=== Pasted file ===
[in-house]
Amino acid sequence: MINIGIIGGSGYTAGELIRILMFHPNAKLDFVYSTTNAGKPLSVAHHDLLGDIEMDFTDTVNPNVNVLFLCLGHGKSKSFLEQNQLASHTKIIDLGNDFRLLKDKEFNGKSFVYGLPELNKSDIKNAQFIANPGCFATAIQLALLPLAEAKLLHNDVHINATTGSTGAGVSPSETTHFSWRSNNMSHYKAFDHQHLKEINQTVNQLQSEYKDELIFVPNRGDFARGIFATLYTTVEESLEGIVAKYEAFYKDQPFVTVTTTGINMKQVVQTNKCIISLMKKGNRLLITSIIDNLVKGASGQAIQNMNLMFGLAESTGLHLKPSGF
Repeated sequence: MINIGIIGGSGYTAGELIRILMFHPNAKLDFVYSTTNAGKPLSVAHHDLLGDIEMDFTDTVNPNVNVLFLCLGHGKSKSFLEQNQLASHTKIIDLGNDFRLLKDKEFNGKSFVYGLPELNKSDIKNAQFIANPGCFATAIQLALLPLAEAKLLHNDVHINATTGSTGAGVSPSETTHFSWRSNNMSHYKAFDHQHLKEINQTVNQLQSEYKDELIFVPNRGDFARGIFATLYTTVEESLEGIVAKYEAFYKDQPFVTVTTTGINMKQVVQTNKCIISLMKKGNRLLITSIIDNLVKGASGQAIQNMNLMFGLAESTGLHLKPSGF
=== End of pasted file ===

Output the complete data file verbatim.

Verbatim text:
[in-house]
Amino acid sequence: MINIGIIGGSGYTAGELIRILMFHPNAKLDFVYSTTNAGKPLSVAHHDLLGDIEMDFTDTVNPNVNVLFLCLGHGKSKSFLEQNQLASHTKIIDLGNDFRLLKDKEFNGKSFVYGLPELNKSDIKNAQFIANPGCFATAIQLALLPLAEAKLLHNDVHINATTGSTGAGVSPSETTHFSWRSNNMSHYKAFDHQHLKEINQTVNQLQSEYKDELIFVPNRGDFARGIFATLYTTVEESLEGIVAKYEAFYKDQPFVTVTTTGINMKQVVQTNKCIISLMKKGNRLLITSIIDNLVKGASGQAIQNMNLMFGLAESTGLHLKPSGF
Repeated sequence: MINIGIIGGSGYTAGELIRILMFHPNAKLDFVYSTTNAGKPLSVAHHDLLGDIEMDFTDTVNPNVNVLFLCLGHGKSKSFLEQNQLASHTKIIDLGNDFRLLKDKEFNGKSFVYGLPELNKSDIKNAQFIANPGCFATAIQLALLPLAEAKLLHNDVHINATTGSTGAGVSPSETTHFSWRSNNMSHYKAFDHQHLKEINQTVNQLQSEYKDELIFVPNRGDFARGIFATLYTTVEESLEGIVAKYEAFYKDQPFVTVTTTGINMKQVVQTNKCIISLMKKGNRLLITSIIDNLVKGASGQAIQNMNLMFGLAESTGLHLKPSGF